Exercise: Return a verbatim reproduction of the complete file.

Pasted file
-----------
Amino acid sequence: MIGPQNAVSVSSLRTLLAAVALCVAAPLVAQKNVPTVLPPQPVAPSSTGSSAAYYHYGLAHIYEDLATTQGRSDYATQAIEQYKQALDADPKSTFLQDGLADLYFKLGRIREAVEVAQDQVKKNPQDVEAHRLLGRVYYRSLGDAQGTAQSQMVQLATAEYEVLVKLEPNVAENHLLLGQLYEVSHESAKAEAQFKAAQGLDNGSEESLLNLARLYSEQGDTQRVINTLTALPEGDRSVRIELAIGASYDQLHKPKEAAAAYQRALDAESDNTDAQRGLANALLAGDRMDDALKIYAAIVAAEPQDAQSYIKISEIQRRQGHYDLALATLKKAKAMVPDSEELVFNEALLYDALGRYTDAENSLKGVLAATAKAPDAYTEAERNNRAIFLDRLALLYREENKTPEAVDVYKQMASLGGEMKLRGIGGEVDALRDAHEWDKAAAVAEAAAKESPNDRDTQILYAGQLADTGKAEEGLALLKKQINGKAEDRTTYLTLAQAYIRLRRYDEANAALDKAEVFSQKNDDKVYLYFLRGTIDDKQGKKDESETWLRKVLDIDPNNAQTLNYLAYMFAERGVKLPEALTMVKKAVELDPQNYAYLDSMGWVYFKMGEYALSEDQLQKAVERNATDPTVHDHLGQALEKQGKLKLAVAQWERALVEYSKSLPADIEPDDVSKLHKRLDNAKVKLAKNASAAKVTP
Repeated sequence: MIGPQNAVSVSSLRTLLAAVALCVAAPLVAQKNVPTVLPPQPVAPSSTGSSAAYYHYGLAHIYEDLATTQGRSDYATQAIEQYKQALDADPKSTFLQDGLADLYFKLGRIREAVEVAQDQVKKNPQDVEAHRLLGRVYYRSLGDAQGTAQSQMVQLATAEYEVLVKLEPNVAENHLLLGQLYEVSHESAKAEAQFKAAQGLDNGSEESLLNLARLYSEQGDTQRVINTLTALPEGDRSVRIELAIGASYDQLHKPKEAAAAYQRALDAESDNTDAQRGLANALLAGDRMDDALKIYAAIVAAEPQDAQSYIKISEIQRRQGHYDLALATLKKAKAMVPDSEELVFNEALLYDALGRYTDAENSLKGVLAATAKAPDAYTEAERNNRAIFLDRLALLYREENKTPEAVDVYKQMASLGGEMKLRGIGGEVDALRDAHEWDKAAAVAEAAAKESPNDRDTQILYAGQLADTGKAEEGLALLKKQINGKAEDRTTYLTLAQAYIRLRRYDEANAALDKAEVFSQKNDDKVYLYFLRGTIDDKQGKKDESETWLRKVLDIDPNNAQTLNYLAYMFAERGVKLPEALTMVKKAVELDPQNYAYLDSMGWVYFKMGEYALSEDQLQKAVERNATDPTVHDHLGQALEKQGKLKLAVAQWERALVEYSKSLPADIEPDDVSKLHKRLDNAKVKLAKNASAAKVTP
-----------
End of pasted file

Amino acid sequence: MIGPQNAVSVSSLRTLLAAVALCVAAPLVAQKNVPTVLPPQPVAPSSTGSSAAYYHYGLAHIYEDLATTQGRSDYATQAIEQYKQALDADPKSTFLQDGLADLYFKLGRIREAVEVAQDQVKKNPQDVEAHRLLGRVYYRSLGDAQGTAQSQMVQLATAEYEVLVKLEPNVAENHLLLGQLYEVSHESAKAEAQFKAAQGLDNGSEESLLNLARLYSEQGDTQRVINTLTALPEGDRSVRIELAIGASYDQLHKPKEAAAAYQRALDAESDNTDAQRGLANALLAGDRMDDALKIYAAIVAAEPQDAQSYIKISEIQRRQGHYDLALATLKKAKAMVPDSEELVFNEALLYDALGRYTDAENSLKGVLAATAKAPDAYTEAERNNRAIFLDRLALLYREENKTPEAVDVYKQMASLGGEMKLRGIGGEVDALRDAHEWDKAAAVAEAAAKESPNDRDTQILYAGQLADTGKAEEGLALLKKQINGKAEDRTTYLTLAQAYIRLRRYDEANAALDKAEVFSQKNDDKVYLYFLRGTIDDKQGKKDESETWLRKVLDIDPNNAQTLNYLAYMFAERGVKLPEALTMVKKAVELDPQNYAYLDSMGWVYFKMGEYALSEDQLQKAVERNATDPTVHDHLGQALEKQGKLKLAVAQWERALVEYSKSLPADIEPDDVSKLHKRLDNAKVKLAKNASAAKVTP
Repeated sequence: MIGPQNAVSVSSLRTLLAAVALCVAAPLVAQKNVPTVLPPQPVAPSSTGSSAAYYHYGLAHIYEDLATTQGRSDYATQAIEQYKQALDADPKSTFLQDGLADLYFKLGRIREAVEVAQDQVKKNPQDVEAHRLLGRVYYRSLGDAQGTAQSQMVQLATAEYEVLVKLEPNVAENHLLLGQLYEVSHESAKAEAQFKAAQGLDNGSEESLLNLARLYSEQGDTQRVINTLTALPEGDRSVRIELAIGASYDQLHKPKEAAAAYQRALDAESDNTDAQRGLANALLAGDRMDDALKIYAAIVAAEPQDAQSYIKISEIQRRQGHYDLALATLKKAKAMVPDSEELVFNEALLYDALGRYTDAENSLKGVLAATAKAPDAYTEAERNNRAIFLDRLALLYREENKTPEAVDVYKQMASLGGEMKLRGIGGEVDALRDAHEWDKAAAVAEAAAKESPNDRDTQILYAGQLADTGKAEEGLALLKKQINGKAEDRTTYLTLAQAYIRLRRYDEANAALDKAEVFSQKNDDKVYLYFLRGTIDDKQGKKDESETWLRKVLDIDPNNAQTLNYLAYMFAERGVKLPEALTMVKKAVELDPQNYAYLDSMGWVYFKMGEYALSEDQLQKAVERNATDPTVHDHLGQALEKQGKLKLAVAQWERALVEYSKSLPADIEPDDVSKLHKRLDNAKVKLAKNASAAKVTP